The chair of the Agricultural Land Commission strongly advised the British Columbia government against the major changes the province is making to how the province's farm land is protected.
Not everyone appreciates that "each and every region of British Columbia has prime agricultural land based on agricultural capability classifications and agriculturally suitable lands for specialty crops, forage, extensive agricultural uses and non-soil bound agricultural endeavors," he wrote.
He included a table that showed the proposed zone 1, which includes the South Coast, Island and Okanagan regions, has 335,000 hectares of land in classes one to four. The proposed zone 2, for comparison, would include 2,072,000 hectares of such land.
"This data shows that it is not correct to suggest that the Kootenays, the North and the Interior possess, as regions, lesser agricultural lands," Bullock wrote.
"In reality, the large majority of good agricultural lands in British Columbia are in these regions," he said. "Such lands, properly irrigated and farmed pursuant to Government policies that encourage farming and farmers, can be a legacy to future generations and an important resource to British Columbia's food and agricultural security."
Bullock criticized the proposal to appoint regional panels to make decisions.
"I realize there are some who take the view that the ALC would make 'better' decisions if fully 'regionalized' panels made the decision for a particular region," he wrote.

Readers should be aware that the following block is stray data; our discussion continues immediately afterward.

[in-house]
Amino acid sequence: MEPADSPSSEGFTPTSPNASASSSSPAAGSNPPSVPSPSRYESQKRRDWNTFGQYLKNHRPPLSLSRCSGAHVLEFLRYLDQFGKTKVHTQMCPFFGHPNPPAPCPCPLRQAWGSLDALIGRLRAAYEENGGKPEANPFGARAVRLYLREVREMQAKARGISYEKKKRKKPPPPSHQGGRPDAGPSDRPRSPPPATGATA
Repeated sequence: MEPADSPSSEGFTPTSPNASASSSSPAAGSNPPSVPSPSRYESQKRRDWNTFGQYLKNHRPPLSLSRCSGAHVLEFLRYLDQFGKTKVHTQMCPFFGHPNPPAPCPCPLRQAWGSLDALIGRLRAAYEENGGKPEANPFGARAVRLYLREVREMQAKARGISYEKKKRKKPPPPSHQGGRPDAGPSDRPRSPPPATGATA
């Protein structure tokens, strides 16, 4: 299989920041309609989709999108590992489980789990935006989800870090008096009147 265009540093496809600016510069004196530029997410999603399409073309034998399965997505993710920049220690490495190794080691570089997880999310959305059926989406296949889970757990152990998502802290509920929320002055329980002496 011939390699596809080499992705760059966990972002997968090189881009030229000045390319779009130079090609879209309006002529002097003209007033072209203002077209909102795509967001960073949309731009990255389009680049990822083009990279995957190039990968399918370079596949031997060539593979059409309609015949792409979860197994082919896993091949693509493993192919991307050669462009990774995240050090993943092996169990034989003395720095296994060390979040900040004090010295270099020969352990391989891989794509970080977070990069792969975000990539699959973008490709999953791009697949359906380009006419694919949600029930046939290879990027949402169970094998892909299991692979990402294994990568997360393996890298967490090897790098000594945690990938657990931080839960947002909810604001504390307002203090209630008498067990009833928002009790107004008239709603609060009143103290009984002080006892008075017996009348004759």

"The difficulty I have found with those taking this view, which in my experience is a small but vocal minority, is that they usually equate 'better' decision-making with decisions removing land from the ALR," he said. "I have not yet heard it argued that regional panels are necessary to better preserve agricultural land."
"It's obvious the government was hell bent on one way to go and they haven't deviated from that despite the fact they pretend to consult and they pretend to listen," said Nicholas Simons, the NDP's agriculture critic. Bennett seems to have long had a goal of dismantling the ALR and has stymied opportunities for consultation, Simons said. "This is bad legislation led by one guy with a fixation."